"And the need to build bigger wires to distribute electricity can be displaced by more demand side management through energy efficiency measures for domestic and business customers alike. And developing distributed generation by bolstering renewable energy across the network rather than just building fatter wires would create better quality electricity networks, and help regional development and build stronger regional communities."

"Demand reduction and distributed generation is supported by measures such as the State Solar Water Heater rebate, and the implementation of a premium feed-in tariff to make solar energy more cost effective and stimulate commercial investment and market would also reduce the need to expand the existing generation capacity for peak energy."

"WASEA are looking for a real commitment from the Western Australian Government to bolster solar deployment across the network – the lowest in Australia. The WA Government need provide strong signals to stimulate the market, remove the barriers that exist to the commercial deployment of solar PV that includes slow approval periods and high connection fees."

Ray Wills, 19 May 2007, as Chair, WA Sustainable Energy Association.

Australia is not responding to climate change alone.

‘The Prime Minister John Howard is absolutely correct in saying we cannot respond to climate change alone.’ says Dr Ray Wills, Chair, WASEA.

‘But Australia is not being asked to – most of the rest of the world is well advanced in setting up strong measures, and Australia needs to catch up. Australia needs to put its shoulder to the wheel and contribute as much as we can, not just that which is convenient.’ says Dr Wills

‘The Prime Minister is also right to say that establishing emissions trading is the most momentous economic decision facing the nation for the next decade, and that the new measures created must last for the next century.’ says Dr Wills.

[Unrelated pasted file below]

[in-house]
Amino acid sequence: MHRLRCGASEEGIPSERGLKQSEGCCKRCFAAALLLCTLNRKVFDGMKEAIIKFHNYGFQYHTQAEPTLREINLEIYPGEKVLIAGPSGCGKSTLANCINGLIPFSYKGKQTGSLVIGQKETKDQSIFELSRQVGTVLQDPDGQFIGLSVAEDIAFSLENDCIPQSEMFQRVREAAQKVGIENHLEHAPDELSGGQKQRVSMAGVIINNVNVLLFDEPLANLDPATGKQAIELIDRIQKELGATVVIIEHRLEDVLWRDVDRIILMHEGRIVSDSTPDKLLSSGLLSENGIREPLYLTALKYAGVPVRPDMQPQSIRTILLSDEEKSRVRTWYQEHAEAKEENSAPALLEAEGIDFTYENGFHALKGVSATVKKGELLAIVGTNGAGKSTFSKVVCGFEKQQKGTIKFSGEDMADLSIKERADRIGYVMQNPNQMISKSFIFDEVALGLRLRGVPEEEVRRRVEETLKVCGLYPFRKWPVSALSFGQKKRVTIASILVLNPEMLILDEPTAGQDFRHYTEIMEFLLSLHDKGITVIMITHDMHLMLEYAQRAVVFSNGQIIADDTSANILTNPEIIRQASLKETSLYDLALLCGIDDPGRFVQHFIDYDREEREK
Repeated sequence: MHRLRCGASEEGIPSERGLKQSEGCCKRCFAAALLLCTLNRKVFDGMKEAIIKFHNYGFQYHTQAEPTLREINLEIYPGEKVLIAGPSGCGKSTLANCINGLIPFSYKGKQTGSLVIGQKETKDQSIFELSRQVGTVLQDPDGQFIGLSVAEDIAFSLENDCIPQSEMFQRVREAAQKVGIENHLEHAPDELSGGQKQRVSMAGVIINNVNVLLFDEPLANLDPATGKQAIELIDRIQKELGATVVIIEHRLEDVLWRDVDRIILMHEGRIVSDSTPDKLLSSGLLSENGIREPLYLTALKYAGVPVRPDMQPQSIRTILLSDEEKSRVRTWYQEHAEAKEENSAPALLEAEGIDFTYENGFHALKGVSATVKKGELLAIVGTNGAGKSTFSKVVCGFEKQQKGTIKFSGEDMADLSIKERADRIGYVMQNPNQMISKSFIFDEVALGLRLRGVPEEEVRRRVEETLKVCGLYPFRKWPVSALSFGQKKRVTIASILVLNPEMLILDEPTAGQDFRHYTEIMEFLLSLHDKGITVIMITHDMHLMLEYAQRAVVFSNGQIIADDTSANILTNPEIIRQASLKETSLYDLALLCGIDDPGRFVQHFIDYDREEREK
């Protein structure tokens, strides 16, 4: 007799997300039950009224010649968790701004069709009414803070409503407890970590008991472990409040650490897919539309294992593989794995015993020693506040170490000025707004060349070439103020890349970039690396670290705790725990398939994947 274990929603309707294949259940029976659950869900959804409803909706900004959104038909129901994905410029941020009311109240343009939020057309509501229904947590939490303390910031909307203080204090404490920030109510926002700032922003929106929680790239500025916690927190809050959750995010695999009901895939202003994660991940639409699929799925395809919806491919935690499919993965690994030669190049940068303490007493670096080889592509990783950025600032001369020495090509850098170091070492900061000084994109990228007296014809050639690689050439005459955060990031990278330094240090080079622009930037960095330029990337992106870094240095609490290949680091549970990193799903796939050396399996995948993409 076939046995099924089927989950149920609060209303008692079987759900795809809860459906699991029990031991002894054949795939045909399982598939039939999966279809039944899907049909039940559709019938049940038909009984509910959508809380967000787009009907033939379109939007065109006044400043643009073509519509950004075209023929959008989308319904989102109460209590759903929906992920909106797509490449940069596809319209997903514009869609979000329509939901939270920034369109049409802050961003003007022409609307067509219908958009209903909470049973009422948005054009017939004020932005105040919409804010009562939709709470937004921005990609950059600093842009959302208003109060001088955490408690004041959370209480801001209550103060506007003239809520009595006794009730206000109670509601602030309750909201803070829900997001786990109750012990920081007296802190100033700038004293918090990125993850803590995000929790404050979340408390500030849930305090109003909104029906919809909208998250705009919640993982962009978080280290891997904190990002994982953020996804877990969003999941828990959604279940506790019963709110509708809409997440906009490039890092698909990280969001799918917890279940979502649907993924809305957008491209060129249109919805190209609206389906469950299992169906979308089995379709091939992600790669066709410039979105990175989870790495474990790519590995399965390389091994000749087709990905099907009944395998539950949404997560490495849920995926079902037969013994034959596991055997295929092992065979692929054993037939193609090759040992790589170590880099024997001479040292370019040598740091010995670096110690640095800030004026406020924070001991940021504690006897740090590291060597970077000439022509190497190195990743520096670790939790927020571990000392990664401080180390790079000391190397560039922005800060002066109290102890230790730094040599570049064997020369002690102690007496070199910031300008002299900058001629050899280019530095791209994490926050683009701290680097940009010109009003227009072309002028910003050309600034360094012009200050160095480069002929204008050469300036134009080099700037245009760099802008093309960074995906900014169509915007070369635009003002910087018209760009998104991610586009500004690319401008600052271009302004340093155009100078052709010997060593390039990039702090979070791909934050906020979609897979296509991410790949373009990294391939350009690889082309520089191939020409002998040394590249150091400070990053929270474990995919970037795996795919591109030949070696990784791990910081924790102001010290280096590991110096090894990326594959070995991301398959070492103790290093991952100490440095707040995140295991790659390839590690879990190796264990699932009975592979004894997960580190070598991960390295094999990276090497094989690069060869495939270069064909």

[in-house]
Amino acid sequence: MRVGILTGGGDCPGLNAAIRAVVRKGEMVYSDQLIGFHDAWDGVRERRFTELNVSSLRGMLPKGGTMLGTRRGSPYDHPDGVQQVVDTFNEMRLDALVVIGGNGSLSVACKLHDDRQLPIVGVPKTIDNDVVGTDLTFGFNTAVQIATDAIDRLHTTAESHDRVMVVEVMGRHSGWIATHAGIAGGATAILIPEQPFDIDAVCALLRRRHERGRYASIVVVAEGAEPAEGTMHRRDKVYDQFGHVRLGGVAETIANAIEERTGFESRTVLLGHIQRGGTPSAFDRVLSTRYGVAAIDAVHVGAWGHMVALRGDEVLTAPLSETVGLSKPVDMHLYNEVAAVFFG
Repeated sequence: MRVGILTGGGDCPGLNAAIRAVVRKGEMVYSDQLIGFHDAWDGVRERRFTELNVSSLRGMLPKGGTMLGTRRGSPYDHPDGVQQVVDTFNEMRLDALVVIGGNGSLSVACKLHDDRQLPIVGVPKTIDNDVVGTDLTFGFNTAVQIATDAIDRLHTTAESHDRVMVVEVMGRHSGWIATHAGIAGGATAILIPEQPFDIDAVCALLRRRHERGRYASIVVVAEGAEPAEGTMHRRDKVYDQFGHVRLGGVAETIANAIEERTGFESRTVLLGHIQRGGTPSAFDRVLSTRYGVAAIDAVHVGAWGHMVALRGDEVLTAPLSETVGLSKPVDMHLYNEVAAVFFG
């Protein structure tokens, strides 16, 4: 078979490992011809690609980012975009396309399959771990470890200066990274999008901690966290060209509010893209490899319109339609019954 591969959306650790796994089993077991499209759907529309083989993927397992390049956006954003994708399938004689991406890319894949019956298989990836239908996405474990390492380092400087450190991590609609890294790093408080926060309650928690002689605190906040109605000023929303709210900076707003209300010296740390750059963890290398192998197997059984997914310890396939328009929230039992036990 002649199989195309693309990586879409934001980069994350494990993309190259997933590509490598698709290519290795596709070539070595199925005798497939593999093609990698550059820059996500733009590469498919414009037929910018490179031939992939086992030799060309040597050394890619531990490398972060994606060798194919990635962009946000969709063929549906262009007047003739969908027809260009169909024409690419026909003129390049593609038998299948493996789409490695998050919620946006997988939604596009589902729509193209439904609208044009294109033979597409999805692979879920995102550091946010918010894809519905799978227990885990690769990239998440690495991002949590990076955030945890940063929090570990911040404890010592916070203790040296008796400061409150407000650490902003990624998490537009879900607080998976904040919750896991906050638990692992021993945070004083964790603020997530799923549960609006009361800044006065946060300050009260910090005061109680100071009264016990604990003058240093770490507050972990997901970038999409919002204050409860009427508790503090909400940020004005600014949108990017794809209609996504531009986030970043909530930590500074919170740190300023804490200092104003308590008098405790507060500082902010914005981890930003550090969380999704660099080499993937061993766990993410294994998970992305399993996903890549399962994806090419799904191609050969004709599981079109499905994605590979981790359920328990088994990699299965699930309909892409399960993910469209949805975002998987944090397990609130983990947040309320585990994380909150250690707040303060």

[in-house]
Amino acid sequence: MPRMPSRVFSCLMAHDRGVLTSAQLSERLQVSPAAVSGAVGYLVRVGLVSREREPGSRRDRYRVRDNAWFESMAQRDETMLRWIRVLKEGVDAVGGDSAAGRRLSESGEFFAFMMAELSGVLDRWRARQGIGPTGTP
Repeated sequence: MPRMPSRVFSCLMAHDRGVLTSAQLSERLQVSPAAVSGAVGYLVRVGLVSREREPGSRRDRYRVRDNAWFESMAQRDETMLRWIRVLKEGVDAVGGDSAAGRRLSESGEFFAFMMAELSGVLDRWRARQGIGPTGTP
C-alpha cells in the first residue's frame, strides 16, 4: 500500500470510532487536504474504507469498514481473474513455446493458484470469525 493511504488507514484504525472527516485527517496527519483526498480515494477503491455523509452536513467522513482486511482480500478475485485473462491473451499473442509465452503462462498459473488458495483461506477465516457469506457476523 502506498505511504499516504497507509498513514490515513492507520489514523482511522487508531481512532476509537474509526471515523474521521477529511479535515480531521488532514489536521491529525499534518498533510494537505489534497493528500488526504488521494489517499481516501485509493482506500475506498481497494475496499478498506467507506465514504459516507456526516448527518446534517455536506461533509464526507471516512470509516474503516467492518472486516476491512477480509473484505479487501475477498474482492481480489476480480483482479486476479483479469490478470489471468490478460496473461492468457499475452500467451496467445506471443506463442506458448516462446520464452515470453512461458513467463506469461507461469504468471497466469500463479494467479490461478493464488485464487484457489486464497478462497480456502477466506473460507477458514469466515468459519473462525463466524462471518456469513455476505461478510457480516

‘But describing calls for setting significant targets as unrealistic is off the mark – targets that create substantial cuts are not unrealistic, they are essential.’

‘Responding to climate change will create new jobs, not fewer – these will just be in new businesses that are taking up the challenge to take advantage of new opportunities, and the result will be a more sustainable economy’ says Dr Wills.

‘An emissions trading scheme will stimulate the economy and create a market for low emission and renewable technologies. And if Australia invests strongly in such technologies now, these will also be in great demand by the rest of the world striving for a low carbon future and hence stimulate export opportunities for Australia.’

‘Delays in responding are no longer acceptable. The time has run out for solutions to global warming that are merely convenient. We actually need to make an effort - a real, innovative, dedicated, economy-reforming effort. And we need to act today.’ says Dr Wills.

Ray Wills, 3 June 2007, as Chair, WA Sustainable Energy Association

Act Now - the inconvenient truth is time has run out for solutions that are simply convenient - we now need to do what is required.